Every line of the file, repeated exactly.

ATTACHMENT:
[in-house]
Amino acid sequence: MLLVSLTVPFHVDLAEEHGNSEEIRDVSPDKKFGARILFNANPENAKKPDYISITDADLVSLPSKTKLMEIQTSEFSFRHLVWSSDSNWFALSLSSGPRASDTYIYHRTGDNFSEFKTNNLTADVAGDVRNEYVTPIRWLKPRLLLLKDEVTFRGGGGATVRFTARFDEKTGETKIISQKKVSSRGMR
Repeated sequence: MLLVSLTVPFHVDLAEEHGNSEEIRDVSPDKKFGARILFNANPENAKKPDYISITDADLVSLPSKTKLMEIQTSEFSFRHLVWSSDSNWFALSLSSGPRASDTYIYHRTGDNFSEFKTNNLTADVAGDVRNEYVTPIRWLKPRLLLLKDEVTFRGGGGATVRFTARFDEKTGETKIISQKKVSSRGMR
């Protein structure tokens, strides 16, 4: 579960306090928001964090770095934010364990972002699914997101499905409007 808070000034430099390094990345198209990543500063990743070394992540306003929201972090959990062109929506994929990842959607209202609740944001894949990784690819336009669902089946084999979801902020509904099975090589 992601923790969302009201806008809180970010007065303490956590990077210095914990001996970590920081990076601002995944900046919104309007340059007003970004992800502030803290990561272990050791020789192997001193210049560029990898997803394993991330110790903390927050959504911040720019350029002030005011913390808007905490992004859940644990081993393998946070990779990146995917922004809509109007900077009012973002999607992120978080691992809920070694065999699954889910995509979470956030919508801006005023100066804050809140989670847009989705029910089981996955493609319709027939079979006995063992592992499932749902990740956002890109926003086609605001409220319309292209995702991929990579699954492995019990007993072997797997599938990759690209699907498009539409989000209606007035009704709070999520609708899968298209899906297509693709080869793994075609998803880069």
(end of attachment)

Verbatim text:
[in-house]
Amino acid sequence: MLLVSLTVPFHVDLAEEHGNSEEIRDVSPDKKFGARILFNANPENAKKPDYISITDADLVSLPSKTKLMEIQTSEFSFRHLVWSSDSNWFALSLSSGPRASDTYIYHRTGDNFSEFKTNNLTADVAGDVRNEYVTPIRWLKPRLLLLKDEVTFRGGGGATVRFTARFDEKTGETKIISQKKVSSRGMR
Repeated sequence: MLLVSLTVPFHVDLAEEHGNSEEIRDVSPDKKFGARILFNANPENAKKPDYISITDADLVSLPSKTKLMEIQTSEFSFRHLVWSSDSNWFALSLSSGPRASDTYIYHRTGDNFSEFKTNNLTADVAGDVRNEYVTPIRWLKPRLLLLKDEVTFRGGGGATVRFTARFDEKTGETKIISQKKVSSRGMR
């Protein structure tokens, strides 16, 4: 579960306090928001964090770095934010364990972002699914997101499905409007 808070000034430099390094990345198209990543500063990743070394992540306003929201972090959990062109929506994929990842959607209202609740944001894949990784690819336009669902089946084999979801902020509904099975090589 992601923790969302009201806008809180970010007065303490956590990077210095914990001996970590920081990076601002995944900046919104309007340059007003970004992800502030803290990561272990050791020789192997001193210049560029990898997803394993991330110790903390927050959504911040720019350029002030005011913390808007905490992004859940644990081993393998946070990779990146995917922004809509109007900077009012973002999607992120978080691992809920070694065999699954889910995509979470956030919508801006005023100066804050809140989670847009989705029910089981996955493609319709027939079979006995063992592992499932749902990740956002890109926003086609605001409220319309292209995702991929990579699954492995019990007993072997797997599938990759690209699907498009539409989000209606007035009704709070999520609708899968298209899906297509693709080869793994075609998803880069």